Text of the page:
06 Sep Exercising for mental health instead of weight loss
For so many women, exercise has become a form of punishment. It’s all about weight loss or changing your appearance. This can not only create a negative relationship between you and movement, but it can be detrimental to your self-confidence and mental health.
We want to change the dialog around exercise in women. It should be a celebration of what your body can do, not just a way to lose weight.
Aussie women should focus less on weight loss
A recent survey found that 60% of Australians are currently trying to lose weight. For many people, it’s their main motivation to exercise. And while weight loss in itself isn’t necessarily a bad thing, it’s not a great motivator for exercise.
Setting goals for weight loss can put an unrealistic and potentially unhealthy motive on exercise. A lot of the time, when people use weight loss as motivation, it’s in the form of punishment.
They feel as though they need to “burn off” lunch or “earn” dessert. They put themselves through hours in the gym or a gruelling HIIT workout that they don’t enjoy. This leads to burnout, unsustainability, and potentially compulsive exercise or a disordered relationship with exercise.
So how else can you get motivated to exercise?
Think about your mental health instead
Exercise is one of the most powerful ways to boost your mental health.
It triggers the release of endorphins (the happy hormones!) supporting your brain in reducing stress and anxiety, as well as protecting against depression. Exercise also decreases inflammation, and evidence suggests that inflammatory conditions contribute to mood disorders and poor mental health.
Being physically active also improves your sleep quality, which also plays a huge role in mental health. Sleep deprivation makes us more sensitive to stressful stimuli and events and is strongly linked to the ability to cope with emotional stress in daily life. Exercise increases the amount of slow wave sleep (deep sleep) where the brain and body revitalize.
For those living with mental health conditions, exercise can be an important part of your managing plan. Exercise combined with medications significantly improves clinical global outcomes in depression. PTSD & schizophrenic sufferers also report reductions in severity of symptoms when they’re physically active.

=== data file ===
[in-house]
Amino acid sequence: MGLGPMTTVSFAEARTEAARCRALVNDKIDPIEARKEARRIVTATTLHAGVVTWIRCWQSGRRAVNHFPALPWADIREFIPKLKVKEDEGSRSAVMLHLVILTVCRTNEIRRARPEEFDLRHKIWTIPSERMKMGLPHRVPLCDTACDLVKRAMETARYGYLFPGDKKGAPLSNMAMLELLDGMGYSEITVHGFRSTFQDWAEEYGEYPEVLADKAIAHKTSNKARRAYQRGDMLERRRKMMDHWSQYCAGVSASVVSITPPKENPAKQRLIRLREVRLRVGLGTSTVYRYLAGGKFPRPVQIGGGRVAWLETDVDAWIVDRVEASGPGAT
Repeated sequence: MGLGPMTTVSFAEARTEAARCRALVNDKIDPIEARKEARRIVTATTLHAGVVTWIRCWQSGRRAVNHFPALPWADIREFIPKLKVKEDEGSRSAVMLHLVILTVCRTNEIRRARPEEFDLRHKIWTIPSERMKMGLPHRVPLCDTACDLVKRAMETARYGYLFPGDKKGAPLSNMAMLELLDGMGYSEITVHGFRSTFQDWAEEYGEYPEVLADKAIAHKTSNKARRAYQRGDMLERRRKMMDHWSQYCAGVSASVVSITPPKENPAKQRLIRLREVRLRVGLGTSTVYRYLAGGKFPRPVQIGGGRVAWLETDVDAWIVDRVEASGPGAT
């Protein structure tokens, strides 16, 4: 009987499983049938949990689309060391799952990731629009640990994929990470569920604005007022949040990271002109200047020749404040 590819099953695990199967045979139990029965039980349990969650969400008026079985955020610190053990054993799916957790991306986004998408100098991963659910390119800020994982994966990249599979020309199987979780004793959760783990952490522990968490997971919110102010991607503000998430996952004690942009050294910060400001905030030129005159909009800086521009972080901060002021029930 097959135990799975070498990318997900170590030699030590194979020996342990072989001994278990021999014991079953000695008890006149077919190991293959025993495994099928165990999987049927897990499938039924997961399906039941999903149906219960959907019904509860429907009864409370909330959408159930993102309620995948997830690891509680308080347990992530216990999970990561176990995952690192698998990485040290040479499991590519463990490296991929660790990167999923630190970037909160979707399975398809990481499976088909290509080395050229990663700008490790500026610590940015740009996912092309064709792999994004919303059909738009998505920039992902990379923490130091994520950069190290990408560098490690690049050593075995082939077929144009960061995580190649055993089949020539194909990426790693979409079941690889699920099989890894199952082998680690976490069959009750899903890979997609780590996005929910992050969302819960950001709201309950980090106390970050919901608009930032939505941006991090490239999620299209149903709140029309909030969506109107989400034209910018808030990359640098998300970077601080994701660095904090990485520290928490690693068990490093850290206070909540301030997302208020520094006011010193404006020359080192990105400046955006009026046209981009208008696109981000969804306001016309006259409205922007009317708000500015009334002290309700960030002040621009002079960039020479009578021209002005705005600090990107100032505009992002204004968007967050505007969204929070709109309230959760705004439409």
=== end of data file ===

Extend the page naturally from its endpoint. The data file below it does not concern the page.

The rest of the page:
So how much exercise do you need to improve mental health?
Optimal amounts of exercise for mental health benefits are similar to the “healthy population” guidelines: 150min of moderate-vigorous exercise on most days of the week.
Aerobic exercises are thought to be the best due to an increase in blood flow to the brain and the influence on the hypothalamic-pituitary-adrenal (HPA) axis, and therefore, on the physiological response to stress. Aerobic exercises include walking, running, yoga, tai chi, swimming, cycling, dancing and martial arts.
It’s important to note that resistance training is also linked to improved mental health outcomes. You should aim to do muscle strengthening exercises at least twice a week.
Some research has shown that participation in team sports has the greatest correlation with good mental health. Team sports often provide a sense of community and connection that we know is so vital for our mood and mental well-being.
Whatever exercise you do, the most important thing is to find something you enjoy. Moving your body should be fun and make you feel good.
Tips for staying motivated
Often, staying motivated is the hardest part. We’re all great when we kick off a new exercise regime, but as the weeks tick by we lose our motivation. Here are some ways to stay on track long term:
- Start slowly with something you enjoy
- Set reasonable and sustainable expectations
- Exercise with a partner, in a class, or supervised to establish routine, support, and accountability
- Exercise outdoors or in a calming environment
- Put exercise into your weekly routine as non-negotiable time for yourself
- Take note of how it makes you feel before, during, and after, then modify accordingly
Last but not least, don’t forget to ask for help if you need it.
Need some advice?
If you’re not sure where to start or you’re living with an injury, illness or mental health condition, it’s best to get some expert advice before getting started. An Accredited Exercise Physiologist (AEP) can help you to move safely to help you reach your goals.
Written by Kiara Roscio. Kiara is an Accredited Exercise Physiologist at Seed Exercise Physiology.